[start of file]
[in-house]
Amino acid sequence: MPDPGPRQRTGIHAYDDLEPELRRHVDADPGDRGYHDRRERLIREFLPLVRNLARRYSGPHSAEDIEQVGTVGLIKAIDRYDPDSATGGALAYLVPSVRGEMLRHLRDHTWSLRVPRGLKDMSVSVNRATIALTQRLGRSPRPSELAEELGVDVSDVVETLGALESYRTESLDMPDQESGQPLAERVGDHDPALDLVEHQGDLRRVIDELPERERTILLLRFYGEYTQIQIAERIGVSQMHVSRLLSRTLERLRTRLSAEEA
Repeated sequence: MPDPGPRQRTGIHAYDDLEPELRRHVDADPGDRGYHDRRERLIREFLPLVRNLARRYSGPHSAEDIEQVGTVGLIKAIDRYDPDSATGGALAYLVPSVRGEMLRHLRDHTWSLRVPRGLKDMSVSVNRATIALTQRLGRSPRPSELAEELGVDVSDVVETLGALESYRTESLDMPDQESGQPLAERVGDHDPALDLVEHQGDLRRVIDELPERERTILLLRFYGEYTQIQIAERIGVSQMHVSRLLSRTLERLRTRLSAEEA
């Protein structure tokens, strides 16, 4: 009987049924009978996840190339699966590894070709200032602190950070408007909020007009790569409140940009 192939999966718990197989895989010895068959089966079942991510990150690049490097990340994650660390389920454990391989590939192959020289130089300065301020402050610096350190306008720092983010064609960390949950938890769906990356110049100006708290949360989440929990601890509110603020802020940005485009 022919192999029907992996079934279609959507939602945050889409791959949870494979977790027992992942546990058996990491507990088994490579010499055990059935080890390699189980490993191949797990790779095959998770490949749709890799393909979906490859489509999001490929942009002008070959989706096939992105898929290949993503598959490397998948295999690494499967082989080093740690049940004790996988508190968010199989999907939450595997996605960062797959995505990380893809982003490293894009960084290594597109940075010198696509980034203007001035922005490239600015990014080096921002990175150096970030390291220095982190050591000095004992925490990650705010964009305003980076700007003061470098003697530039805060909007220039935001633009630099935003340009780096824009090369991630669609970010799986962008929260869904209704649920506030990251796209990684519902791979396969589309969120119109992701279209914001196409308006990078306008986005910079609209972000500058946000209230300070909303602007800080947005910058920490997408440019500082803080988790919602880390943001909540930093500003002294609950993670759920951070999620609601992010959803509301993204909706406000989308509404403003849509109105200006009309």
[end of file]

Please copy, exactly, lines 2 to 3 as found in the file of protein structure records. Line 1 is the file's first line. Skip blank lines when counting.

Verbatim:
Amino acid sequence: MPDPGPRQRTGIHAYDDLEPELRRHVDADPGDRGYHDRRERLIREFLPLVRNLARRYSGPHSAEDIEQVGTVGLIKAIDRYDPDSATGGALAYLVPSVRGEMLRHLRDHTWSLRVPRGLKDMSVSVNRATIALTQRLGRSPRPSELAEELGVDVSDVVETLGALESYRTESLDMPDQESGQPLAERVGDHDPALDLVEHQGDLRRVIDELPERERTILLLRFYGEYTQIQIAERIGVSQMHVSRLLSRTLERLRTRLSAEEA
Repeated sequence: MPDPGPRQRTGIHAYDDLEPELRRHVDADPGDRGYHDRRERLIREFLPLVRNLARRYSGPHSAEDIEQVGTVGLIKAIDRYDPDSATGGALAYLVPSVRGEMLRHLRDHTWSLRVPRGLKDMSVSVNRATIALTQRLGRSPRPSELAEELGVDVSDVVETLGALESYRTESLDMPDQESGQPLAERVGDHDPALDLVEHQGDLRRVIDELPERERTILLLRFYGEYTQIQIAERIGVSQMHVSRLLSRTLERLRTRLSAEEA